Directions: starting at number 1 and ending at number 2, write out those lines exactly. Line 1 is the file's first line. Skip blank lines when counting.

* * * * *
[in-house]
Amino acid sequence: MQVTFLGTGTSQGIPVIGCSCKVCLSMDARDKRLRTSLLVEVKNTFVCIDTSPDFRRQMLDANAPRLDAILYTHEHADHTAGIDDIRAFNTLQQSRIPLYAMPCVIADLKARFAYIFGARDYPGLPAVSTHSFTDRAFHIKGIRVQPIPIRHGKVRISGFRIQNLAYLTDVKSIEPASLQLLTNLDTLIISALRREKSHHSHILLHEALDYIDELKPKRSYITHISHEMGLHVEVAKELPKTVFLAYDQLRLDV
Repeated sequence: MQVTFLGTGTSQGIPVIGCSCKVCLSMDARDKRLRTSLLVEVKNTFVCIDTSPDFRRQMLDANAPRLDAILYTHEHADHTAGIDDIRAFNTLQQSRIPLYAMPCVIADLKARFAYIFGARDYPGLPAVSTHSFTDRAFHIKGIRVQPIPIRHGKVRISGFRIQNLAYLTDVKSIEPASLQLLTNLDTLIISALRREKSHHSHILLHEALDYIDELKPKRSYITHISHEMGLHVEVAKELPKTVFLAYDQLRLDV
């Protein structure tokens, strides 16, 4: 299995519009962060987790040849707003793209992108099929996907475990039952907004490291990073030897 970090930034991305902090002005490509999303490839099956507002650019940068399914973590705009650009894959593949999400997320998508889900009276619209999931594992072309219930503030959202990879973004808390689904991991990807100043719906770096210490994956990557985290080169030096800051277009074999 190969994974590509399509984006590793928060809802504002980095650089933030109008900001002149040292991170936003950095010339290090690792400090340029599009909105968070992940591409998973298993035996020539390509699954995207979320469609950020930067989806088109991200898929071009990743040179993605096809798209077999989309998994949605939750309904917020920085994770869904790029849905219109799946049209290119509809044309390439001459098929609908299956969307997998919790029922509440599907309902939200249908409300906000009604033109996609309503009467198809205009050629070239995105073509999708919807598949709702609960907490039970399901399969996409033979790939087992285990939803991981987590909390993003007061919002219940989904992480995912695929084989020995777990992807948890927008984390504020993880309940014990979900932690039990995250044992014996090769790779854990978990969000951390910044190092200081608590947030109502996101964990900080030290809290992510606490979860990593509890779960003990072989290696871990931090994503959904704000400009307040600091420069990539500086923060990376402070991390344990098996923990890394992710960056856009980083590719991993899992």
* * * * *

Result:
[in-house]
Amino acid sequence: MQVTFLGTGTSQGIPVIGCSCKVCLSMDARDKRLRTSLLVEVKNTFVCIDTSPDFRRQMLDANAPRLDAILYTHEHADHTAGIDDIRAFNTLQQSRIPLYAMPCVIADLKARFAYIFGARDYPGLPAVSTHSFTDRAFHIKGIRVQPIPIRHGKVRISGFRIQNLAYLTDVKSIEPASLQLLTNLDTLIISALRREKSHHSHILLHEALDYIDELKPKRSYITHISHEMGLHVEVAKELPKTVFLAYDQLRLDV